1. On 4 July, Melissa Harrison, a freelancer writing in The Guardian, began a campaign encouraging people to harass News of the World advertisers. This was soon extended to a web page with "Tweet me" buttons, making it easier to join the campaign. On 5 July, the Media Guardian columnist, Roy Greenslade, called for people to "pressure advertisers and media buyers not to buy space in News of the World and to withdraw ads they've already booked", and he linked his blog to the Harrison campaign. Meanwhile, the Liberal Conspiracy website provided a list of advertisers and helpful tips for those persuaded to e-mail or Tweet News of the World advertisers.

2. Contrary to a popular belief that advertisers regularly interfere in the editorial affairs of media owners, there have been surprisingly few publicly discussed advertiser boycotts in recent years. Aside from the phone-hacking and Shetty scandals, the only other incident of note involved the comedian Frankie Boyle and his Channel 4 show, Tramadol Nights. Boyle is alleged to have made offensive remarks about a disabled child and to have used racially provocative terms. In response, in December 2010, L'Oreal and Nestle pulled their ads from 4oD.

3. The most notorious direct consumer boycott of a media product saw Liverpudlians take against The Sun following its coverage of the 1989 Hillsborough disaster, when 96 Liverpool FC fans were crushed to death at an FA Cup semi-final. The paper's version of events caused outrage in Liverpool.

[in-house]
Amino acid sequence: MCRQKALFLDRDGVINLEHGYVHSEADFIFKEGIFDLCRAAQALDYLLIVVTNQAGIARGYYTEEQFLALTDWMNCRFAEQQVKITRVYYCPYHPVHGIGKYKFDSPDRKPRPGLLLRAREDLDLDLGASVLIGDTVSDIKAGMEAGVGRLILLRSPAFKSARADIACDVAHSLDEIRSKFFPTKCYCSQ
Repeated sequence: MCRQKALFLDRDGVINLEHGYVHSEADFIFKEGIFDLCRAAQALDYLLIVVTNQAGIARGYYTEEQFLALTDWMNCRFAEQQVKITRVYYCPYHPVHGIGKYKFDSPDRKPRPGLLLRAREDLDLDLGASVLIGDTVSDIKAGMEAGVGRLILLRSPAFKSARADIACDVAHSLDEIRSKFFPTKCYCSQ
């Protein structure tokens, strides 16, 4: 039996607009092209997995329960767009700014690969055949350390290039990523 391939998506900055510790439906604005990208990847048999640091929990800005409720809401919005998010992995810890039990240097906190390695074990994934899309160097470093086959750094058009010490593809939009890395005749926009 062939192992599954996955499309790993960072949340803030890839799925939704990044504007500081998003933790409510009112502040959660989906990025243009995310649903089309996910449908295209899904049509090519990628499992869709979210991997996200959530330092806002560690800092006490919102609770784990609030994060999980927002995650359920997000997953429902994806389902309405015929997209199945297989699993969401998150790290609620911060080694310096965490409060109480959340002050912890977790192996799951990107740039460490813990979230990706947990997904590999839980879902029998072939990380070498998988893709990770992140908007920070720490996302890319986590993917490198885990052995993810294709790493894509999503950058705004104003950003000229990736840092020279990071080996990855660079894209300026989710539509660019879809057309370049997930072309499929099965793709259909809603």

- Corporations (almost by definition) don't tend to take moral stances - they take hard-headed business decisions.

- In most cases, the hard-headed business decision is that, when you're confronted by low-level instances of blackmail, it's just easiest to give in. That's certainly the advice big companies tend to be given by their public affairs consultancies (and the crisis management agencies they use).

- And, of course, their social media advisors - because major advertisers have diverted significant chunks of their marketing spend into social media activity in recent months. And, currently, the rules of social media tend to suggest that if you want to make headway in this space, you have to act (or pretend to act) just like the consumers you're trying to influence.

- In fact, more so. That's why some advertisers come across as needy, desperate to be liked and petrified of upsetting anyone, ever, in this space (the reckoning being that retribution could be swift and ugly).

- And, of course, once you get into that habit, it's difficult to switch into any other mode of discourse.

- There are those who believe that some advertisers may come to regret offering hostages to fortune in this way.

Media owners

- Strange days. A militant minority will almost certainly be emboldened to seek new targets in the media and advertising sectors. For instance, those at the centre of the campaign to harass News of the World advertisers are long-believed to have been harbouring unkindly thoughts about the Daily Mail.